Even if you’re not vegan, you can still have a Vitamin B12 deficiency. It’s sad but true. If you have low energy levels, you might be suffering from a vitamin B12 deficiency. If you just feel “blah” and icky you could be suffering from a B12 deficiency. Did you know you can even get a B12 injection at the doctor to give you energy? Okay, enough rambling.
Let’s start with the basic facts first.
Vitamin B12 does a ton of stuff for your body – including making red blood cells and also synthesizing your dna (1).
Red blood cells and dna – I think we can agree those are important.
Here’s another fact – Vitamin B12 isn’t synthesized anywhere in your body. Nowhere. 100% of the Vitamin B12 your body gets comes through your diet.
If you’re not eating enough Vitamin B12, you’re going to have a vitamin deficiency. Your body can’t produce it on its own.
Conditions That Increase Your Chances Of A Vitamin B12 Deficiency
- Immune system disorders like lupus or Graves’ disease
- Prior surgery that removed any portion of your stomach or small intestine – this includes weight loss surgery
- Using stomach-acid reducing drugs for a long period of time
- Pernicious anemia will harm your body’s ability to absorb Vitamin B12
- Excessive or heavy drinking
- Atrophic gastritis – otherwise known as the thinning of the stomach lining
There are some other things that greatly increase your chances of having a Vitamin B12 deficiency. For instance, if you live a vegan or vegetarian lifestyle, there’s a good chance you’re not eating enough of the foods that give you the Vitamin B12 you need. (Animal products – including baked chicken – are a great way of getting Vitamin B12).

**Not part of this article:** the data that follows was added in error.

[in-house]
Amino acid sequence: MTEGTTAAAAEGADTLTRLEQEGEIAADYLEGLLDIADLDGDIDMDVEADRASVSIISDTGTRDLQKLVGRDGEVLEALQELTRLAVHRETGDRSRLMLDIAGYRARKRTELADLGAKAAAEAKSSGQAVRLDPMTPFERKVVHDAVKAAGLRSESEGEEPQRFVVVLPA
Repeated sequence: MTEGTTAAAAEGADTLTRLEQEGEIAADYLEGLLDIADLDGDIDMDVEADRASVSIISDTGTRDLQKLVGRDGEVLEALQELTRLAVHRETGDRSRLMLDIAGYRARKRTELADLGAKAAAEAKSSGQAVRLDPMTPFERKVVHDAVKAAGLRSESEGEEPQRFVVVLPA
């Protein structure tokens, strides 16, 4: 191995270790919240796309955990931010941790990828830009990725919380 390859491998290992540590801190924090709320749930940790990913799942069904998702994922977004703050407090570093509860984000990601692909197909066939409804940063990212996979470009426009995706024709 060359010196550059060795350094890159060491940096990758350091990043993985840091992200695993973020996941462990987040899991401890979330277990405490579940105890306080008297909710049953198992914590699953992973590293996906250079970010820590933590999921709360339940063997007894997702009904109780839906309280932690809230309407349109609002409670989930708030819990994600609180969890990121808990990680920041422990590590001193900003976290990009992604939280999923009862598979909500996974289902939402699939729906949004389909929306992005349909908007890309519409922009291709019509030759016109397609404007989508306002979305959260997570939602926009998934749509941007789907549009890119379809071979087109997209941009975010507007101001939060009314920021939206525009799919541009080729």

Plus, vegetarian mothers often give birth to babies who are Vitamin B12 deficient – which can be solved by eating Vitamin B12 fortified grains or taking supplements… or eating more animal products like healthy cheeses and dairy.
As you get older, your risk of Vitamin B12 deficiency grows.
What Does A Vitamin B12 Deficiency Do To My Body?
Lots of stuff. None of it’s good.
Vitamin B12 deficiency can lead to anemia (3), which is bad enough. However, if unchecked, it can also lead to:
Depression, behavior changes, or memory loss
Weakness, lightheadedness, and tiredness
Shortness of breath and heart palpitations
If you suspect that you have a Vitamin B12 deficiency, talk to your doctor about getting a blood test so that you can know for sure.
I Have A Vitamin B12 Deficiency. Now What?
Vitamin B12 deficiency can be treated, but it depends on your body and your conditions.
If you have pernicious anemia, for example, you’ll have to get your Vitamin B12 from injections to begin with, and then either continue with injections, get it nasally, or take high doses orally.
However, if you’re vegetarian, vegan, or just don’t eat a lot of animal products, you can add Vitamin B12 fortified grains to your diet, take Vitamin B12 supplements or injections, or take a high oral dose.
As your risk of Vitamin B12 deficiency increases as you age, the elderly should definitely consider taking a daily vitamin with B12 in it.
How Do I Stop Myself From Getting A Vitamin B12 Deficiency In The First Place?
For most people, all it takes to prevent a Vitamin B12 deficiency is to eat more animal products – like eggs, dairy products, seafood, poultry, and meat.
If you don’t have any of those as part of your diet, or your body cannot absorb nutrients properly, try taking a multivitamin that has Vitamin B12 in it, as well as eating Vitamin B12 fortified grains.